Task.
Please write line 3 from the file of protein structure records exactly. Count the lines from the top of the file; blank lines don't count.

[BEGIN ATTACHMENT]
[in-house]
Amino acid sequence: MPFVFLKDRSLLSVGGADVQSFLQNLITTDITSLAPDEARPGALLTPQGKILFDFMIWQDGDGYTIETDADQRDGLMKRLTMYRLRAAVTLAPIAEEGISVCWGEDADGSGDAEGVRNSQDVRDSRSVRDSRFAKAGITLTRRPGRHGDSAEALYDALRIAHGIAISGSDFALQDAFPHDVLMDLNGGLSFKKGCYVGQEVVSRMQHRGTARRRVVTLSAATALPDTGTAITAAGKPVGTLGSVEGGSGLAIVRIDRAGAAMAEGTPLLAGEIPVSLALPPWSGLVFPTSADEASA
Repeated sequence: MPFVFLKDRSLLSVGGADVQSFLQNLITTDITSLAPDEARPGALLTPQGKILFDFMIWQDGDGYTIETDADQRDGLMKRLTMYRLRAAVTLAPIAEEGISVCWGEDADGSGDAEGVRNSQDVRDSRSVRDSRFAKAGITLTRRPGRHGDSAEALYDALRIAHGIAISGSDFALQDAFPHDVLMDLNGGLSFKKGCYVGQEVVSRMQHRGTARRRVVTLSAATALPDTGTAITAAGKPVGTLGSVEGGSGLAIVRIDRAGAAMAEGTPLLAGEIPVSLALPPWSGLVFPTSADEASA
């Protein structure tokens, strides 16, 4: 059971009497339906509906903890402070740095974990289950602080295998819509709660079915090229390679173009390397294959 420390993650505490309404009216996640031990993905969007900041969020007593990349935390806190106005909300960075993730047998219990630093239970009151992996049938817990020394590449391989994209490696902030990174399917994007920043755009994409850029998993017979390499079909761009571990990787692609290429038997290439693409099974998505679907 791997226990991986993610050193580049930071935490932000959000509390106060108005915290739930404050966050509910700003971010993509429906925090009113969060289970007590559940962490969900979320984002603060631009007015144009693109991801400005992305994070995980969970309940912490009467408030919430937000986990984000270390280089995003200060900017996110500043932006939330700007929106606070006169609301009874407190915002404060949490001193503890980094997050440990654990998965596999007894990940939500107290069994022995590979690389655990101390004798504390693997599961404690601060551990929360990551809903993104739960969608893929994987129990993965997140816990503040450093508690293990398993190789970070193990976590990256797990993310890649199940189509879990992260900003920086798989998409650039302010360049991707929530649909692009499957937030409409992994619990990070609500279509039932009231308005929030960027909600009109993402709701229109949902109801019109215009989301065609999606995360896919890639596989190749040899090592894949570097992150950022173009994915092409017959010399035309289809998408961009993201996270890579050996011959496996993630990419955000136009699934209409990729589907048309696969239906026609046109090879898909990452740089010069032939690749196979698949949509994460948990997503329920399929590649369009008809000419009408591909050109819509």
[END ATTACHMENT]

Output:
Repeated sequence: MPFVFLKDRSLLSVGGADVQSFLQNLITTDITSLAPDEARPGALLTPQGKILFDFMIWQDGDGYTIETDADQRDGLMKRLTMYRLRAAVTLAPIAEEGISVCWGEDADGSGDAEGVRNSQDVRDSRSVRDSRFAKAGITLTRRPGRHGDSAEALYDALRIAHGIAISGSDFALQDAFPHDVLMDLNGGLSFKKGCYVGQEVVSRMQHRGTARRRVVTLSAATALPDTGTAITAAGKPVGTLGSVEGGSGLAIVRIDRAGAAMAEGTPLLAGEIPVSLALPPWSGLVFPTSADEASA